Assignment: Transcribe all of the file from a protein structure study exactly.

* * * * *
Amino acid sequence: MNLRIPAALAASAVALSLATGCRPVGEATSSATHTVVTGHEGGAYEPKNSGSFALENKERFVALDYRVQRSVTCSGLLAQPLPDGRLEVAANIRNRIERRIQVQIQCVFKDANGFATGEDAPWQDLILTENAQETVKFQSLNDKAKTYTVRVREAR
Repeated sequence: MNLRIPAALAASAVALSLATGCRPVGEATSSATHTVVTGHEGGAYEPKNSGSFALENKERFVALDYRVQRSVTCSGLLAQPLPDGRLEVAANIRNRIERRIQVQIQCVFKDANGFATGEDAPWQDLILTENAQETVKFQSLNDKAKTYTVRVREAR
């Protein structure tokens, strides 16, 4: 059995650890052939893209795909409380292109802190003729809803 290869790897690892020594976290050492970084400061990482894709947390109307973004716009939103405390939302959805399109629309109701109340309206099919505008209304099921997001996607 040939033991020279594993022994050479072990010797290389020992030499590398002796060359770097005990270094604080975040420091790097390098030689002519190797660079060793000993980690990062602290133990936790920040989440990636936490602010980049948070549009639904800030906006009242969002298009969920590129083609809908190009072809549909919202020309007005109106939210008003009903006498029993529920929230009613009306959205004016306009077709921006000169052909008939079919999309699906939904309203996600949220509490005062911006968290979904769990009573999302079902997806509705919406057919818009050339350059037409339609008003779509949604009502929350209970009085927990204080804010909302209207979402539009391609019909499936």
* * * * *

Amino acid sequence: MNLRIPAALAASAVALSLATGCRPVGEATSSATHTVVTGHEGGAYEPKNSGSFALENKERFVALDYRVQRSVTCSGLLAQPLPDGRLEVAANIRNRIERRIQVQIQCVFKDANGFATGEDAPWQDLILTENAQETVKFQSLNDKAKTYTVRVREAR
Repeated sequence: MNLRIPAALAASAVALSLATGCRPVGEATSSATHTVVTGHEGGAYEPKNSGSFALENKERFVALDYRVQRSVTCSGLLAQPLPDGRLEVAANIRNRIERRIQVQIQCVFKDANGFATGEDAPWQDLILTENAQETVKFQSLNDKAKTYTVRVREAR
């Protein structure tokens, strides 16, 4: 059995650890052939893209795909409380292109802190003729809803 290869790897690892020594976290050492970084400061990482894709947390109307973004716009939103405390939302959805399109629309109701109340309206099919505008209304099921997001996607 040939033991020279594993022994050479072990010797290389020992030499590398002796060359770097005990270094604080975040420091790097390098030689002519190797660079060793000993980690990062602290133990936790920040989440990636936490602010980049948070549009639904800030906006009242969002298009969920590129083609809908190009072809549909919202020309007005109106939210008003009903006498029993529920929230009613009306959205004016306009077709921006000169052909008939079919999309699906939904309203996600949220509490005062911006968290979904769990009573999302079902997806509705919406057919818009050339350059037409339609008003779509949604009502929350209970009085927990204080804010909302209207979402539009391609019909499936």